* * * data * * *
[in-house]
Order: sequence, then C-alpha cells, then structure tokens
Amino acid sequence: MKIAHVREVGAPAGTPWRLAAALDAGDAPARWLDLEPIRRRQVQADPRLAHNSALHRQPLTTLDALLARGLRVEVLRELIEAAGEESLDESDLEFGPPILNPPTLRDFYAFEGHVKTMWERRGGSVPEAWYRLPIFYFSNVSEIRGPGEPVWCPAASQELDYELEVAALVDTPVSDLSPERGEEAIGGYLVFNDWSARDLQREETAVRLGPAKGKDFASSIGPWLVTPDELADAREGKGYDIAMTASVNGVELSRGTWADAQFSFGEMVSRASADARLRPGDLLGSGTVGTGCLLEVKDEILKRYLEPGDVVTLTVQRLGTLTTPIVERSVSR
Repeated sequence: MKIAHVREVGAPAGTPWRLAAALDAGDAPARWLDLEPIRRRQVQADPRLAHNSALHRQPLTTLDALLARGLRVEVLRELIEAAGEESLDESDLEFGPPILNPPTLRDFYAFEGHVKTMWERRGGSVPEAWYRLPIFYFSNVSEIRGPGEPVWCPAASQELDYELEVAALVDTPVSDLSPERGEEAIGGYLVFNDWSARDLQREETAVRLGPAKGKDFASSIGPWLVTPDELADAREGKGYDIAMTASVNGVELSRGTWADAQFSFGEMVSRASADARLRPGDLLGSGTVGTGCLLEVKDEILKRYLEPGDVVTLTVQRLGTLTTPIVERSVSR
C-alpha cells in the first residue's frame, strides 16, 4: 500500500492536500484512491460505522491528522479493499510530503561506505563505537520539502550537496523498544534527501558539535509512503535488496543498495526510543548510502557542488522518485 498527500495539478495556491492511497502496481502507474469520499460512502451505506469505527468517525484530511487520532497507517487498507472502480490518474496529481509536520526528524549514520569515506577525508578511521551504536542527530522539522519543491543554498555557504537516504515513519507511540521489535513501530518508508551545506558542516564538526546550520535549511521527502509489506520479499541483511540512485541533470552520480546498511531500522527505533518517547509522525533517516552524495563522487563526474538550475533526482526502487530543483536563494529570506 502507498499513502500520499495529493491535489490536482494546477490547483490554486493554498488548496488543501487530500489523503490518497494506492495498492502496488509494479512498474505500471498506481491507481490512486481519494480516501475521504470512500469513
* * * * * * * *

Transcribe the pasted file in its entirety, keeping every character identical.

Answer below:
[in-house]
Order: sequence, then C-alpha cells, then structure tokens
Amino acid sequence: MKIAHVREVGAPAGTPWRLAAALDAGDAPARWLDLEPIRRRQVQADPRLAHNSALHRQPLTTLDALLARGLRVEVLRELIEAAGEESLDESDLEFGPPILNPPTLRDFYAFEGHVKTMWERRGGSVPEAWYRLPIFYFSNVSEIRGPGEPVWCPAASQELDYELEVAALVDTPVSDLSPERGEEAIGGYLVFNDWSARDLQREETAVRLGPAKGKDFASSIGPWLVTPDELADAREGKGYDIAMTASVNGVELSRGTWADAQFSFGEMVSRASADARLRPGDLLGSGTVGTGCLLEVKDEILKRYLEPGDVVTLTVQRLGTLTTPIVERSVSR
Repeated sequence: MKIAHVREVGAPAGTPWRLAAALDAGDAPARWLDLEPIRRRQVQADPRLAHNSALHRQPLTTLDALLARGLRVEVLRELIEAAGEESLDESDLEFGPPILNPPTLRDFYAFEGHVKTMWERRGGSVPEAWYRLPIFYFSNVSEIRGPGEPVWCPAASQELDYELEVAALVDTPVSDLSPERGEEAIGGYLVFNDWSARDLQREETAVRLGPAKGKDFASSIGPWLVTPDELADAREGKGYDIAMTASVNGVELSRGTWADAQFSFGEMVSRASADARLRPGDLLGSGTVGTGCLLEVKDEILKRYLEPGDVVTLTVQRLGTLTTPIVERSVSR
C-alpha cells in the first residue's frame, strides 16, 4: 500500500492536500484512491460505522491528522479493499510530503561506505563505537520539502550537496523498544534527501558539535509512503535488496543498495526510543548510502557542488522518485 498527500495539478495556491492511497502496481502507474469520499460512502451505506469505527468517525484530511487520532497507517487498507472502480490518474496529481509536520526528524549514520569515506577525508578511521551504536542527530522539522519543491543554498555557504537516504515513519507511540521489535513501530518508508551545506558542516564538526546550520535549511521527502509489506520479499541483511540512485541533470552520480546498511531500522527505533518517547509522525533517516552524495563522487563526474538550475533526482526502487530543483536563494529570506 502507498499513502500520499495529493491535489490536482494546477490547483490554486493554498488548496488543501487530500489523503490518497494506492495498492502496488509494479512498474505500471498506481491507481490512486481519494480516501475521504470512500469513